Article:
By Jim Mittler, PhD, Medical Director, Palio email@example.com
Ask any professional athlete, and they’ll tell you: The key to peak performance lies in awareness and measurement. Awareness means knowing how you’re performing and how the surroundings – whether it’s the lay of a particular green at Augusta National or the distance to the right field bleachers in Yankee Stadium – impact that performance. And measurement means tracking what’s working (and what isn’t) with ever-increasing precision.
Together, awareness and measurement can turn an average performer into a superstar. And it turns out that, in healthcare, those two disciplines can have similarly big payoffs.
Healthcare professionals have known for years that feedback loops – whether it’s a blood-sugar measurement or a heart rate monitor – not only tell the patient how he or she is doing at the moment; such indicators also provide the patient with tangible metrics. People inherently want to do better; thus, providing relevant, real-time, personalized data can motivate them to change their behavior.
Biofeedback isn’t just a 1970s golden oldie idea – it’s a core tool for wellness. The current plethora of mobile healthcare apps springing up on phones shows that many pharmaceutical and healthcare companies know the value of helping patients record and monitor key data. But now, a Silicon Valley–based start-up is showing off a prototype device that takes such monitoring to the next level.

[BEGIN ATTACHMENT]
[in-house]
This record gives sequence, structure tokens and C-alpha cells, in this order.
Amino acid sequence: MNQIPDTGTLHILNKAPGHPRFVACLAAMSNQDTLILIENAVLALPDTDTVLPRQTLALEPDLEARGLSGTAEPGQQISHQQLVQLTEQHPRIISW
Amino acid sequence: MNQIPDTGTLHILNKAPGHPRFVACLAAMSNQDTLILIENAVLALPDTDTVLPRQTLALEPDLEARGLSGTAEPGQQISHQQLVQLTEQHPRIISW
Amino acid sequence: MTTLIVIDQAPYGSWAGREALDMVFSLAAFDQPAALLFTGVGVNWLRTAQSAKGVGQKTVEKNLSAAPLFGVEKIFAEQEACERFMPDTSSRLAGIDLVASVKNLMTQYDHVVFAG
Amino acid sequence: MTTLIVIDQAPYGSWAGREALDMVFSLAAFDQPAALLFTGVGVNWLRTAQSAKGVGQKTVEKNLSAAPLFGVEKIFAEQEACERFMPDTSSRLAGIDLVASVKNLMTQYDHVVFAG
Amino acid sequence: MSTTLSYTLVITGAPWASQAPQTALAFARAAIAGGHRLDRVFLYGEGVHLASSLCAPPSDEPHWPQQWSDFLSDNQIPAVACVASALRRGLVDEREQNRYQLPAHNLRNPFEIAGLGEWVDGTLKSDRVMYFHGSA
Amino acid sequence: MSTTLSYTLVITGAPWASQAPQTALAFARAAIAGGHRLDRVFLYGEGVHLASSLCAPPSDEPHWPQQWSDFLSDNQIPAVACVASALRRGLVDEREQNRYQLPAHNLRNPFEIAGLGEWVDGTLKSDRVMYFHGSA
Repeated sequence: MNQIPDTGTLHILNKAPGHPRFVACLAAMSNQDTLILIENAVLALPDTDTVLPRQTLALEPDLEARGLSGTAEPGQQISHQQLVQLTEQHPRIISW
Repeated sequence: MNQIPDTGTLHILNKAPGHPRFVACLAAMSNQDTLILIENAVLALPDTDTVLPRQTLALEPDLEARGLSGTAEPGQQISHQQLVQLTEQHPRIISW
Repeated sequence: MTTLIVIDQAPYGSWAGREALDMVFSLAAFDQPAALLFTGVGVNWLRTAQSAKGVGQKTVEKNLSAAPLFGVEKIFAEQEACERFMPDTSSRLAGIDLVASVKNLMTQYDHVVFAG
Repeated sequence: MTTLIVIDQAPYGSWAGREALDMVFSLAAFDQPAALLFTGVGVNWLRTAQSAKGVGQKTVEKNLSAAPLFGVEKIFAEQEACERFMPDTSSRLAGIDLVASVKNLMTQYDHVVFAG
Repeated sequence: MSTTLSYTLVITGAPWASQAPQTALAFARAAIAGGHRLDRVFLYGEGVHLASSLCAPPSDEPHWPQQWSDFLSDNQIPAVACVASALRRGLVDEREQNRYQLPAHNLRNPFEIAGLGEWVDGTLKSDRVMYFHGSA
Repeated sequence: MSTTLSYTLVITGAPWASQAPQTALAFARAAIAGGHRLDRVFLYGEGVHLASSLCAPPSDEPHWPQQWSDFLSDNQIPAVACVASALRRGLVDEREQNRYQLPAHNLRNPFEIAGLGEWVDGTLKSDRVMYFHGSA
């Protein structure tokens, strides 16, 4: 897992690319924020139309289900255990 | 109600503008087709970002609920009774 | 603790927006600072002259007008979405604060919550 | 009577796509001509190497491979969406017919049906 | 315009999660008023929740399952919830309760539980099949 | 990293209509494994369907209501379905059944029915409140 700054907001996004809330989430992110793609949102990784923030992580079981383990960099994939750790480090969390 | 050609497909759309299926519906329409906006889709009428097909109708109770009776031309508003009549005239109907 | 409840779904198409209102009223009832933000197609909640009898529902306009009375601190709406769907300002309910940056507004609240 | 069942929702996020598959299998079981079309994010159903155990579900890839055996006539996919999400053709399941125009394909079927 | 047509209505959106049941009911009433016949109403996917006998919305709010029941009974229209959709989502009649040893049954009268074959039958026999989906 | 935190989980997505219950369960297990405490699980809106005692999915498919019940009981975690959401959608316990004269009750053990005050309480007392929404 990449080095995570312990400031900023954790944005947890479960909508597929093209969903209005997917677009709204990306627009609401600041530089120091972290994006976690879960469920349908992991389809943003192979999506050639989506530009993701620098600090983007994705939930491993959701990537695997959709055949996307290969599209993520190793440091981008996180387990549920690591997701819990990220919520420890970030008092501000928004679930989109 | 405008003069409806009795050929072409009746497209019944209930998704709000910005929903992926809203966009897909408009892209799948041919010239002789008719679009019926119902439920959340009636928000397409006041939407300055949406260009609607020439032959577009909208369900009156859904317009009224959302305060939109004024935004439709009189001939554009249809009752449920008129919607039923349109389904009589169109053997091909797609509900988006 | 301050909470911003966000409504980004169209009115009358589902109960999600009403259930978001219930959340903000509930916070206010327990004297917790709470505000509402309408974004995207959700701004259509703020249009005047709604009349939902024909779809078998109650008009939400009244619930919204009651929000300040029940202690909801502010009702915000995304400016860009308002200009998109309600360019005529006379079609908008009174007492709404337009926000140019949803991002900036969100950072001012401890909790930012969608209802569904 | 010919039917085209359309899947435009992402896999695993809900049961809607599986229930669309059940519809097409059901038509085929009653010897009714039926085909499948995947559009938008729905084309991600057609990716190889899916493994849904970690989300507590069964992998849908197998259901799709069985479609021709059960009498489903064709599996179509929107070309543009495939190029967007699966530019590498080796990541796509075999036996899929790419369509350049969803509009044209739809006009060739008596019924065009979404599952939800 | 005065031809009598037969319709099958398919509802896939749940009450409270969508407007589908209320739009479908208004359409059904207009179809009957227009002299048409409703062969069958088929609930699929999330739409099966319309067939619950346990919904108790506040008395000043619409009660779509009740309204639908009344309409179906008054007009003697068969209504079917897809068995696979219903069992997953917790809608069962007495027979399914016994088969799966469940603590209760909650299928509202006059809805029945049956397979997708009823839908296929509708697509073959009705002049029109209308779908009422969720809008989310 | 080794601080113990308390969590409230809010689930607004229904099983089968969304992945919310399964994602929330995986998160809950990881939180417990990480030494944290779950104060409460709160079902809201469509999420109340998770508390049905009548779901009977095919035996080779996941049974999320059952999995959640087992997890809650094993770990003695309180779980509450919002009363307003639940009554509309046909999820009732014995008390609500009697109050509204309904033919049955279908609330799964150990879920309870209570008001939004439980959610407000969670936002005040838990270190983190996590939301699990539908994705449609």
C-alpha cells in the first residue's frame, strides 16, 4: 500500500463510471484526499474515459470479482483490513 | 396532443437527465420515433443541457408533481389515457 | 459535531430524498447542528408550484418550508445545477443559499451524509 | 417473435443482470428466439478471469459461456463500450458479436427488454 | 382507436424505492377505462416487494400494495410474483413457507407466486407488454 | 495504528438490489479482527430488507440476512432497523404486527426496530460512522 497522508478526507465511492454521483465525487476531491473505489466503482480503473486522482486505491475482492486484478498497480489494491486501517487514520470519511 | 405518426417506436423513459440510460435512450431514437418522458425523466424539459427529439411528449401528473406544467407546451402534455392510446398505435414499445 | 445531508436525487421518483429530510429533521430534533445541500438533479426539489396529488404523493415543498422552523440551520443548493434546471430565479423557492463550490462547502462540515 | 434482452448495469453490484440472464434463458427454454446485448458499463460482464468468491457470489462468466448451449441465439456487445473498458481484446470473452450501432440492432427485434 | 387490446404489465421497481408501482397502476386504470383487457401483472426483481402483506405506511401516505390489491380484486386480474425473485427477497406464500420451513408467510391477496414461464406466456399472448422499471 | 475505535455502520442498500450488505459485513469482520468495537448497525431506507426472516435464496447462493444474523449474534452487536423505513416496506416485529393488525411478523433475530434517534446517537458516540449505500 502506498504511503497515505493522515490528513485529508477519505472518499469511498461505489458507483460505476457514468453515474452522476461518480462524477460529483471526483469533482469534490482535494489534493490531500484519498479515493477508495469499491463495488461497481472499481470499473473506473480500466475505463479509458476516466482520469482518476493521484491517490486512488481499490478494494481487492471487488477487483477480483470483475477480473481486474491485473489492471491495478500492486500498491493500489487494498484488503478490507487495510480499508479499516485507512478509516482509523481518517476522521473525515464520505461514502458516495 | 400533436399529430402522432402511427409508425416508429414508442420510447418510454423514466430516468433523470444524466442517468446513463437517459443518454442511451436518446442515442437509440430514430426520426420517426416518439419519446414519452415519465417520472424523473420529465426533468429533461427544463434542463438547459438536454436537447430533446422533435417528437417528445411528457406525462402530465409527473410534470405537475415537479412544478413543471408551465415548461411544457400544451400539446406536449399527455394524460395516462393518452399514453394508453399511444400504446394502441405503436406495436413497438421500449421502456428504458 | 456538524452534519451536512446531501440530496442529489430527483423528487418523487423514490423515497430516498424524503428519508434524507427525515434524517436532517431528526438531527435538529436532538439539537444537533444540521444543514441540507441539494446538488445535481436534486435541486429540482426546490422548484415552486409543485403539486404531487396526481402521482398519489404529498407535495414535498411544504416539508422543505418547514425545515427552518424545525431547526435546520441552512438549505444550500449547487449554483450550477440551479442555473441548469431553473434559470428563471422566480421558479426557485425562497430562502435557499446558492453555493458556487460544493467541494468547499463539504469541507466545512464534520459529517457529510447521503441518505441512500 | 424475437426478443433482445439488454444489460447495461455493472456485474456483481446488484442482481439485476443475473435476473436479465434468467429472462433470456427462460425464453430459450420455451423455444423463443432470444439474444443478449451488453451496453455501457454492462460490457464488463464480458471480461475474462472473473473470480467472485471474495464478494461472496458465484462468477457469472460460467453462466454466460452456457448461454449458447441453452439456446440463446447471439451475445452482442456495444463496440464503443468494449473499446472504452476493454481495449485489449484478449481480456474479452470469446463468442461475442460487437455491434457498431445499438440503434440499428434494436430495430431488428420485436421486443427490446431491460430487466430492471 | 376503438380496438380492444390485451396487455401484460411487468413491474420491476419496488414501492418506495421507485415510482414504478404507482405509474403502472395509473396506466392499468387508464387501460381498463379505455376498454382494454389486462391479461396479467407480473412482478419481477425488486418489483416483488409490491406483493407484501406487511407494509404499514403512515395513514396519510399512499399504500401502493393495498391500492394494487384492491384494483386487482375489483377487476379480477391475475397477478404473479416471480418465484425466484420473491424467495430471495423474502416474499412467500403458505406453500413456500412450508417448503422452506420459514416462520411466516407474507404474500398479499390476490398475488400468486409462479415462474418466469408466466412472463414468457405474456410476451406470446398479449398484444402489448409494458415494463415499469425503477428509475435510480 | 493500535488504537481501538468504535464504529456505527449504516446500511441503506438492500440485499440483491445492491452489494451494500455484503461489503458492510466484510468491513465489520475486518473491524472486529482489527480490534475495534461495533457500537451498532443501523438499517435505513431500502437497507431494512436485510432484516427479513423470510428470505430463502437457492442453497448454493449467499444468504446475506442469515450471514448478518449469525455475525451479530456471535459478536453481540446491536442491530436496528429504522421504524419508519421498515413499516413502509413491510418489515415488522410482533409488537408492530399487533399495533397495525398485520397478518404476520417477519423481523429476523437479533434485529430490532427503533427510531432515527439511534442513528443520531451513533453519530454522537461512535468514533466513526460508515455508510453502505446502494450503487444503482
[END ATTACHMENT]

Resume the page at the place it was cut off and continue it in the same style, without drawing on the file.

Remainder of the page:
The company, Scanadu, plans to produce a small device that, held to the head for a few seconds, transmits readings of the patient’s heart rate, breathing rate, temperature, and other medical data to a nearby smartphone.
It’s a world of difference from the once-every-six-months collection of data taken during regular check-ups – and that’s the point, according to entrepreneur Walter De Brouwer, founder of Scanadu. De Brouwer says that rapid, hassle-free checking allows for long-term data collection and also allows patients to see how their health varies over time and in response to various life events and patterns.
As intriguing as the device is, the story of how Scandau tweaked it on the way to market is just as interesting – at least for pharma marketers:
- Several designs and sensors were tested before getting to the goal of a 10-second test. More-accurate readings were sacrificed to keep the cost down – and keep the device from being seen as a major purchase needing approval from an insurance company
- Picking where to test for readings was a marketing exercise as well – some locations gave good information for one reading but not others, and some testing methods were deemed too invasive
- Even the color of the device was driven by data: Black, while helping to keep out light, was scary to children compared to other colors
Scanadu currently has an alpha-stage prototype but the commercial product is anticipated to be available in late 2013. The company’s ultimate goal? The medical equivalent of Star Trek’s Tricorder – and a more feedback-driven, participatory framework for medicine in which doctors and patients collaborate to make better decisions about health care.
Palio is an advertising agency revolutionizing pharmaceutical and healthcare marketing to create experiences that will Never Be Forgotten.